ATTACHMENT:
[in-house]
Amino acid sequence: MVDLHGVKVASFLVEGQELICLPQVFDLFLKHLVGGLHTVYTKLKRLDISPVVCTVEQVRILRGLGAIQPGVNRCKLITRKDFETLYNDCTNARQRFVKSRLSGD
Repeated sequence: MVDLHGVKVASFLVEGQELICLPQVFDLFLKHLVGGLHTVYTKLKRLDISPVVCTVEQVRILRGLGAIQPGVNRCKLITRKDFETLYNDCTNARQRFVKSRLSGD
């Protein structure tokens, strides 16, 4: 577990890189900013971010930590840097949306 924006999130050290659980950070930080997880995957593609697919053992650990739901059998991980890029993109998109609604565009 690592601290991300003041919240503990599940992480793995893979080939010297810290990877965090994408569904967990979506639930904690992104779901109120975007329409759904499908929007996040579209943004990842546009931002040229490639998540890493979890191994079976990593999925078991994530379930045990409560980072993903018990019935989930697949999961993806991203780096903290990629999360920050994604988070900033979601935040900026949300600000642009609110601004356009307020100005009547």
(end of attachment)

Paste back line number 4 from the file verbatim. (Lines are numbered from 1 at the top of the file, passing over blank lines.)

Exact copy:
């Protein structure tokens, strides 16, 4: 577990890189900013971010930590840097949306 924006999130050290659980950070930080997880995957593609697919053992650990739901059998991980890029993109998109609604565009 690592601290991300003041919240503990599940992480793995893979080939010297810290990877965090994408569904967990979506639930904690992104779901109120975007329409759904499908929007996040579209943004990842546009931002040229490639998540890493979890191994079976990593999925078991994530379930045990409560980072993903018990019935989930697949999961993806991203780096903290990629999360920050994604988070900033979601935040900026949300600000642009609110601004356009307020100005009547």